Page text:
Advanced Imaging


Advanced Imaging Magazine

Updated: July 8th, 2008 05:26 PM CDT

Demand More from Your Display

Direct bonding from DuPont.
Vacuum-encapsulated inverters from Endicott Research Group.
High-resolution OLED microdisplays from eMagin.
Single chip microdisplays from Forth Dimension Displays Limited.
Single-LED molded light guides using Global Lighting Technologies' MicroLens technology.
The IP00C771 from I-Chips.
High definition flat panel display technology from iFire.
Kopin's fully integrated binocular display module.
New line of TFT-MegaPixel Monitors from Marshall Electronics.
2.7-inch, 128x64-pixel Pictiva OLED display with 55K lifetime hours from OSRAM.
Ultra-portable, ultra-versatile PT-P1SDU, from Panasonic.

By Stacey Meacham

Advancements in display technology can be seen everywhere – from massive high definition TV’s to tiny digital displays. “The LCD display industry has historically been very strong in these high-volume markets, but today LCD volume is expanding into new territory that were at one time the sole realm of the venerable CRT,” said David DeAgazio, director of sales at Global Lighting Technologies (Brecksville, Ohio). “One of the prime areas of current and future LCD growth is LCD TVs.  The size and picture quality of the LCD TV has improved significantly over the last 2 years (especially with the advent of the LED backlight), and recently we have seen major price reductions that are compelling the average consumer to take a look (and buy).”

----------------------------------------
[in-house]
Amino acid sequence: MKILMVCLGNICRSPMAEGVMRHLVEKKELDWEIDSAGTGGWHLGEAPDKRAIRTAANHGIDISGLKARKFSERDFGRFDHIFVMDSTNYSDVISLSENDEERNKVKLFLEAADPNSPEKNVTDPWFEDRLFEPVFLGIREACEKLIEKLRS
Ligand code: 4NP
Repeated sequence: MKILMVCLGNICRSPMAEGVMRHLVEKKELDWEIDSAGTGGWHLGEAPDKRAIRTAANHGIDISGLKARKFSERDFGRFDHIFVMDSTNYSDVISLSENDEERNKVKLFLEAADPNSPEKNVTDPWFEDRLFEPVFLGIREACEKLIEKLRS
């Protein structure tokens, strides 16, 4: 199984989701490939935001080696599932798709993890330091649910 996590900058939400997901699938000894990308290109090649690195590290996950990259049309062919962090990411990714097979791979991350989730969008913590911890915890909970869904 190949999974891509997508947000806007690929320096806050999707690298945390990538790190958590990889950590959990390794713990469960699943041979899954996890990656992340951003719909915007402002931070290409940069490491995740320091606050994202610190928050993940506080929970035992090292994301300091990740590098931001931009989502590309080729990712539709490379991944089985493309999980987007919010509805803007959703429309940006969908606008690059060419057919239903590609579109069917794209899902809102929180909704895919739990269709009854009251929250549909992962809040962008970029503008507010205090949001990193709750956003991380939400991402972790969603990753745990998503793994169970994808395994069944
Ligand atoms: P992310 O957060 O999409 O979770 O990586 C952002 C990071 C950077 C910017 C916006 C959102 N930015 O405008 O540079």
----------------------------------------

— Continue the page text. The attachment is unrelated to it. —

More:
These advances benefit other display applications and have improved the user experience in such areas as life science research and medicine.

“At GLT, our customers are demanding more from their LCD displays,” DeAgazio said. “In the past, there have been a few issues with LED backlights for “larger-size” color displays: brightness (not bright enough), thermal management (too much heat), and cost (too expensive compared to CCFL).  The LED manufactures have addressed these issues, with new generations of LEDs that provide much truer color than a CCFL, longer life, better reliability, lower power and lower cost.”

DuPont’s (Torrance, Calif.) direct bonding is ideal for displays used in high ambient light and other challenging environments. By combining proprietary adhesive technology with a cost-effective lamination process, DuPont can improve the readability, durability and overall performance of a wide variety of flat panel LCDs. DuPont’s direct bonding outperforms industry alternatives by improving a display’s contrast ratio, while providing increased resistance to impact, scratches, stains, dirt and moisture.

Endicott Research Group (Endicott, N.Y.) offers a family of DC-AC inverters for powering CCFL-backlit LCDs that feature a unique vacuum-encapsulated design to ensure reliable CCF lamp ignition, even in harsh environments.

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